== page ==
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Changes in the book trade 4


Self-publishing' - career suicide' or 'really great'? | Changes in the book trade

The current situation in the book trade is one of rapid change. It's important for writers to understand what is happening as it will impact on their own chances of getting their work published and how it will be published. This series is looking at the changes in the book trade, with a different focus each week. The first article dealt with the bookselling world, the second article looked at publishing and the third focused on print on demand.

Self-publishing' - career suicide' or 'really great'?

'When I first considered self-publishing I worried that it might be career suicide. But my experience has been really great. They have given me access to retail distribution and to excellent marketing services. They also set me up with a print-on-demand service in America.

Publishing is evolving. Technology is changing everything and I think the self-publishing industry will prove more adaptable than traditional book publishers. If you are confident in your story and in your writing then it's certainly worth considering. Just be prepared to get involved in marketing your book.'

Frances O'Brien, author of Sheer Bliss, in Writers' ForumBritish writers' magazine which is highly recommended for all writers. It features wide range of news and articles which help writers to improve their work and get published:

For the first time, it is possible to publish your own book for just a few hundred pounds. The print on demand revolution has led directly to the huge growth in self-publishing. Particularly in the US and the UK, it is now easy to get your book into print for a relatively affordable sum.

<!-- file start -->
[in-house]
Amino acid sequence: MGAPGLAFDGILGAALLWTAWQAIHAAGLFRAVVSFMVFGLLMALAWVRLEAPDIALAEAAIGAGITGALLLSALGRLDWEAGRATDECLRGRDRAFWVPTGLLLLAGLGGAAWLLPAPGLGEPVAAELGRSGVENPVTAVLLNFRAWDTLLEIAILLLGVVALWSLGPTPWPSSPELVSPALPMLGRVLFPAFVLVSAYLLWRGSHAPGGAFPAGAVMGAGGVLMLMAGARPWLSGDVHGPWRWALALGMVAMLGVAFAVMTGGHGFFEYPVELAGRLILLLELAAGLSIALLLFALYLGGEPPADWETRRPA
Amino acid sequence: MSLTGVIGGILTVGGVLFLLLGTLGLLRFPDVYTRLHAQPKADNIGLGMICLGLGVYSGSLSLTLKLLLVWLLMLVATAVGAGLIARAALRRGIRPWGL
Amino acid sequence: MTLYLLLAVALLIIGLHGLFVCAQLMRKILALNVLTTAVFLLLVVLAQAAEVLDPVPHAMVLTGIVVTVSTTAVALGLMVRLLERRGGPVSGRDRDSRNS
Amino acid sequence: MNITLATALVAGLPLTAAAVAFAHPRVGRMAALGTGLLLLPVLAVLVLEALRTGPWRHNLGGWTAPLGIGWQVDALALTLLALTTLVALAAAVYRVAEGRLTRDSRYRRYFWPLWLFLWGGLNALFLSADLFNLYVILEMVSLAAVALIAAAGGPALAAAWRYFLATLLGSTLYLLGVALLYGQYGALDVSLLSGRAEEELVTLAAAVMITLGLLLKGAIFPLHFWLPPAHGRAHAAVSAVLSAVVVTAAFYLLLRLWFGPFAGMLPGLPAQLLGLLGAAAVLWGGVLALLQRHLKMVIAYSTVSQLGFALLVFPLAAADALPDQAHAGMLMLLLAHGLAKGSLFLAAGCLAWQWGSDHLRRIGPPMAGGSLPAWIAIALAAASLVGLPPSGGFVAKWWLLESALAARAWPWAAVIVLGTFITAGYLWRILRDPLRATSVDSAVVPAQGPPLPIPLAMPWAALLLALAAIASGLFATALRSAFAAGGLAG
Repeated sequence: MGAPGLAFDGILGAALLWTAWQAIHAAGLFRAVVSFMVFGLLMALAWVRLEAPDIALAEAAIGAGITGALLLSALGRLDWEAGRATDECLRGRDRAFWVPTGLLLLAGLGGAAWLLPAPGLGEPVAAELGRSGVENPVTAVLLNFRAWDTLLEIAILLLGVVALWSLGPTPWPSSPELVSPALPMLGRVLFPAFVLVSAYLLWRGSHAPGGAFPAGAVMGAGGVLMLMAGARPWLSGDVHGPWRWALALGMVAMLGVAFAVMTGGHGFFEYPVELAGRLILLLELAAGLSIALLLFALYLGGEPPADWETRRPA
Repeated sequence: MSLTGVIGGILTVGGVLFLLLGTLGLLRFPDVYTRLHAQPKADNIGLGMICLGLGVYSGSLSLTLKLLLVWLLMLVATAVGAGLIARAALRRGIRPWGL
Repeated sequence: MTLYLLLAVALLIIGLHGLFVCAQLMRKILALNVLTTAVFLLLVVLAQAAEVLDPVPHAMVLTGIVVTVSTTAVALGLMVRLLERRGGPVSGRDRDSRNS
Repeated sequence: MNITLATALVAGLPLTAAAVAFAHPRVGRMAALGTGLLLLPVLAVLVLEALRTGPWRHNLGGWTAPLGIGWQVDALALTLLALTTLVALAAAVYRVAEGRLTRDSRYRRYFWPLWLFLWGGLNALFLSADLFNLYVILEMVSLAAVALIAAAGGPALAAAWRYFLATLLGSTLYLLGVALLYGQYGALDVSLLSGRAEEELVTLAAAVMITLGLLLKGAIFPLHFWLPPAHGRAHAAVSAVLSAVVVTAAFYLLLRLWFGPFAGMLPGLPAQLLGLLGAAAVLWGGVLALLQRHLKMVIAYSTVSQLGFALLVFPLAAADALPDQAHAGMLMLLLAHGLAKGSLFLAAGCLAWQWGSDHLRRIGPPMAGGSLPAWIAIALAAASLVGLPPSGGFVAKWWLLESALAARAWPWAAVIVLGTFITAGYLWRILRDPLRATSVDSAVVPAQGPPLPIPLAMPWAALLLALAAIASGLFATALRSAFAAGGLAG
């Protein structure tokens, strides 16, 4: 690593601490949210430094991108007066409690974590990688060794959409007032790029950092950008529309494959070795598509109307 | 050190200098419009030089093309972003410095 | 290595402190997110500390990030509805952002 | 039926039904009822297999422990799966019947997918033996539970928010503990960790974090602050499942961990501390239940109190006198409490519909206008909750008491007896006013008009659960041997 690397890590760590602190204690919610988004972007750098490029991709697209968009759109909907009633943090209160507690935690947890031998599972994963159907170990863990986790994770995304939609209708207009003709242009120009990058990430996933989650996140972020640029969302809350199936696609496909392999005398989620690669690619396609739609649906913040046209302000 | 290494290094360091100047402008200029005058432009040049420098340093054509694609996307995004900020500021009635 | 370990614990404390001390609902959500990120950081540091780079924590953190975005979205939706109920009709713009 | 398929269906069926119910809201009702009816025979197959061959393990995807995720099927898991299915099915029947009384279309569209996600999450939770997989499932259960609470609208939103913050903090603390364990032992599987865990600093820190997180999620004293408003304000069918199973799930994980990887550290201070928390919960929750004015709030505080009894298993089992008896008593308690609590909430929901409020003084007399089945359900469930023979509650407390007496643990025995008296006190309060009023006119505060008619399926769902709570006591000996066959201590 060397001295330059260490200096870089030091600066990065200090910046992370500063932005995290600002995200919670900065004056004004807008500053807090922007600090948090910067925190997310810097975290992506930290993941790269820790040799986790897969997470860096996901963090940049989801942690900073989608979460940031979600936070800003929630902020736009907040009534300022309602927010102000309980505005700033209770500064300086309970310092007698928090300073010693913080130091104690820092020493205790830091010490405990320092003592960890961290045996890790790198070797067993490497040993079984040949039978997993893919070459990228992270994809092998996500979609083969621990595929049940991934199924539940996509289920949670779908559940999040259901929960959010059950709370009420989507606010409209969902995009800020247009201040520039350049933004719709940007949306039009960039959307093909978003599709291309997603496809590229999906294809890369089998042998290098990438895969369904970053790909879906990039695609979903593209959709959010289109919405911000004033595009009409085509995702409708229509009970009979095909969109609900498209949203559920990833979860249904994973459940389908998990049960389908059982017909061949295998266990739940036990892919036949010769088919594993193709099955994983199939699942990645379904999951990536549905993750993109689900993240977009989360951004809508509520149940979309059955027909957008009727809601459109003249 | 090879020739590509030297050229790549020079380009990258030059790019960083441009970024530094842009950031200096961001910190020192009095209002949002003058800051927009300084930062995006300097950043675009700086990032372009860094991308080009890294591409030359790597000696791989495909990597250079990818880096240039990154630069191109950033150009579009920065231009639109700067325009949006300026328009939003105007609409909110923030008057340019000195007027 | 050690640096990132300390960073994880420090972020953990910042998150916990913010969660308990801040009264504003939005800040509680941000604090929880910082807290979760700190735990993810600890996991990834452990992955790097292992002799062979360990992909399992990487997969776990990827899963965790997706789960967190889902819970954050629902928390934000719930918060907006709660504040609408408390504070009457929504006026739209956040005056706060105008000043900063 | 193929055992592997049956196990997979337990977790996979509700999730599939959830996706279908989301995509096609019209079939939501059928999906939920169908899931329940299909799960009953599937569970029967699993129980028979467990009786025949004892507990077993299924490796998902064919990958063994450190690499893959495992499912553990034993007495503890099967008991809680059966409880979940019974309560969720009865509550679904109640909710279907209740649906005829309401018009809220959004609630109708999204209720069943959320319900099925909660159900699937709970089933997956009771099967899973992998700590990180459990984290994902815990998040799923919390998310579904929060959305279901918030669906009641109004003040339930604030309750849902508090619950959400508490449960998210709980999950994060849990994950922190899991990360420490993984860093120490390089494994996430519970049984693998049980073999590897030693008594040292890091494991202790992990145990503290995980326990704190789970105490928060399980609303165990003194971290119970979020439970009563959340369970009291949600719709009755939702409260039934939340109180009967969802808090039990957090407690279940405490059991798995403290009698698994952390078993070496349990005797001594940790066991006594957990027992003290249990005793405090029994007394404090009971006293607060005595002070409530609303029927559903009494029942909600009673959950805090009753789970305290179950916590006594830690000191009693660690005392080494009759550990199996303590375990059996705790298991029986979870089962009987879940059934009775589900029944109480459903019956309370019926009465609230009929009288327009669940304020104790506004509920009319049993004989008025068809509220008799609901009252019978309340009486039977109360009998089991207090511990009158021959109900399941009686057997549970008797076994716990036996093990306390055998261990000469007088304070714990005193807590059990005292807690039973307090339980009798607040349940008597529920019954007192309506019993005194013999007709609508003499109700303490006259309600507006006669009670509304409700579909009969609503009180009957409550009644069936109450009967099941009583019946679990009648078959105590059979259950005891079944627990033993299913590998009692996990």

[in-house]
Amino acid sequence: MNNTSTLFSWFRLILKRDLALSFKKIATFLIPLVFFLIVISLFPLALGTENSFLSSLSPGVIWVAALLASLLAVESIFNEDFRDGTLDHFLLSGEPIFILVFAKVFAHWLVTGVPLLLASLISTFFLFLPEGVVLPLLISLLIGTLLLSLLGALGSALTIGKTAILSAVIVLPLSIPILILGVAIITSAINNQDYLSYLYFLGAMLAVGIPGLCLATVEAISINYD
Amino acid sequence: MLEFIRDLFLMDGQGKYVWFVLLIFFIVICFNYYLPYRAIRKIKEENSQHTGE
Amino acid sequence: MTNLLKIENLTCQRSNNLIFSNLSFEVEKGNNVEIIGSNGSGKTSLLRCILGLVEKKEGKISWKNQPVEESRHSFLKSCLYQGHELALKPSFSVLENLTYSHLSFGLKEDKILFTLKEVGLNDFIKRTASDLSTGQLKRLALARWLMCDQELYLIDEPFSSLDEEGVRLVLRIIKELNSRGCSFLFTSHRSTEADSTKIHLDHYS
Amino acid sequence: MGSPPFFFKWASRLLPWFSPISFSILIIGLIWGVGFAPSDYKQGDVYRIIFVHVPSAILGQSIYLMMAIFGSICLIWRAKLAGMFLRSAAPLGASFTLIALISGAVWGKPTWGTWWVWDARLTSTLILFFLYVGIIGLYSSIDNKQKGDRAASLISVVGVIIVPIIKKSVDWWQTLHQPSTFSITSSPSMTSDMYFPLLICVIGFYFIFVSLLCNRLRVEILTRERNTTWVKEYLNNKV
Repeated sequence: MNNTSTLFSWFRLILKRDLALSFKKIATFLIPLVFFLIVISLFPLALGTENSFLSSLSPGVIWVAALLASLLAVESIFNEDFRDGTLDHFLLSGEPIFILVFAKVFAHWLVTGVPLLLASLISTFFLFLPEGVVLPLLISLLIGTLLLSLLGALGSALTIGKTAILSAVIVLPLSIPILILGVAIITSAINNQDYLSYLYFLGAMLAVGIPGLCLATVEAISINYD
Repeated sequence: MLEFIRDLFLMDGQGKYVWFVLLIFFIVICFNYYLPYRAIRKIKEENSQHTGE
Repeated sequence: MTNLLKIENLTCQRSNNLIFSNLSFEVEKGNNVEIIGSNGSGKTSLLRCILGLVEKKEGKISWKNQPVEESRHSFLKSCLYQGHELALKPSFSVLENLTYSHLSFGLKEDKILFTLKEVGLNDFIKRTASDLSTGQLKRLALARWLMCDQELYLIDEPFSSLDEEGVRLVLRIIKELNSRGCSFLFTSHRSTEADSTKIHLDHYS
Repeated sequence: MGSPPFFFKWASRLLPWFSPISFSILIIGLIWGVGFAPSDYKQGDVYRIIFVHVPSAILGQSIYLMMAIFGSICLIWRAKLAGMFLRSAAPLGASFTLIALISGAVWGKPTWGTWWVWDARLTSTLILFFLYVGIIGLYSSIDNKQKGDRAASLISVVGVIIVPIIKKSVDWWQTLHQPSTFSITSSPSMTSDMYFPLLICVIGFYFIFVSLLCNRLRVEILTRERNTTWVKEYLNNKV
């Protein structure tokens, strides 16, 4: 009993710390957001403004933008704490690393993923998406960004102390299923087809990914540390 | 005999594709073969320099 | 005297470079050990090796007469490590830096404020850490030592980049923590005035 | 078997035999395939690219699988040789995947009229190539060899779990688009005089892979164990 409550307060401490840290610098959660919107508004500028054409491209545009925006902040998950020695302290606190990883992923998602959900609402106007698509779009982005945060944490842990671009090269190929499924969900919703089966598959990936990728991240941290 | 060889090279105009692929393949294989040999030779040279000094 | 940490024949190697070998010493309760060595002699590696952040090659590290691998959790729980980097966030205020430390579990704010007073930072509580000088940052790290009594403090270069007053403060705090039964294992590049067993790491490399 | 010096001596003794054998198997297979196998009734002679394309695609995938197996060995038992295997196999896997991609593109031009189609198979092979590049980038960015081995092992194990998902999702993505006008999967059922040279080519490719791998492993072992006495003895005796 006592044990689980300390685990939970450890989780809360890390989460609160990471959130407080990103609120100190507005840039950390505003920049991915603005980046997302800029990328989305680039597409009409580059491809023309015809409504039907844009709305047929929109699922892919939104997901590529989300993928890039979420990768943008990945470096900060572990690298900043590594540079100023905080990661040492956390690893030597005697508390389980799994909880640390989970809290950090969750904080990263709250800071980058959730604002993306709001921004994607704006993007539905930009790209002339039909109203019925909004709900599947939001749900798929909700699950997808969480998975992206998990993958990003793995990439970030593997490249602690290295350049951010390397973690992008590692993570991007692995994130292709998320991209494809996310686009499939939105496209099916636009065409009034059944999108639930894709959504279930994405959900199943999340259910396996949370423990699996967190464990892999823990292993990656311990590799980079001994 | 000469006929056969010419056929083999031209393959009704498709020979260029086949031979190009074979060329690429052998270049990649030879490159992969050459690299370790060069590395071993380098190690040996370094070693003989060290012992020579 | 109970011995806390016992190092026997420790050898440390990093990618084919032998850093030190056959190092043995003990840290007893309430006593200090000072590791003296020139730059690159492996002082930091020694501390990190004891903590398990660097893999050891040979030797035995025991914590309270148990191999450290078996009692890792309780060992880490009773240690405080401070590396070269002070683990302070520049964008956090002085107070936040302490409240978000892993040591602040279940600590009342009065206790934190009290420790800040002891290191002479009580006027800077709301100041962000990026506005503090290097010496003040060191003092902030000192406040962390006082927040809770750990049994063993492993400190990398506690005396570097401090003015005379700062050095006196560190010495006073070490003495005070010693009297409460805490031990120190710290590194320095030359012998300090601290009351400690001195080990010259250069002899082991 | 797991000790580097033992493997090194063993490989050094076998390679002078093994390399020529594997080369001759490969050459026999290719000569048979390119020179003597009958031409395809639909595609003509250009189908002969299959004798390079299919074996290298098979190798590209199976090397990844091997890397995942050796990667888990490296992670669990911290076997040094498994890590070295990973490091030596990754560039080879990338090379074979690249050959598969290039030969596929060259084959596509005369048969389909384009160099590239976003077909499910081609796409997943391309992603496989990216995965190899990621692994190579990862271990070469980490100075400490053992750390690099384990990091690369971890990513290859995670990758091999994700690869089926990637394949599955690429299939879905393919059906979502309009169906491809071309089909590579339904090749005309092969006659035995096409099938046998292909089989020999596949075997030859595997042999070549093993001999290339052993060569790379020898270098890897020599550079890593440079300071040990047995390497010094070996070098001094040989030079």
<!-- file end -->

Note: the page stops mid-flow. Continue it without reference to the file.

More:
Many writers become extremely frustrated by the difficulties in finding an agent and getting a publisher to take on their work. At a time when more people than ever before are writing, publishers have cut their lists and are concentrating increasingly on picking out potential bestsellers and ignoring everything else. (See Publishing.)

Self-publishing can be a great learning-curve and there are plenty of stories of authors selling their book successfully and subsequently having their work taken on by a publisher. This may be the key to a well thought-through approach to self-publishing, which is to see it as test marketing. If it's successful then you have tried your book on a wider market and given it - and you as the author - useful exposure. If you don't manage to achieve this, then you have at least had the pleasure of seeing your book in print.

There are however increasing signs that the web can now offer the possibility of a different approach to self-publishing, which is to see it as an end in itself, an alternative way of publishing your book. After all, Amazon and other online retailers have revolutionised bookselling, and their success has shown that book-buyers can be reached on a massive scale online. The Internet, by its very existence, offers a hugely exciting marketing tool. (The next article in Changes in the Book World will deal with this.)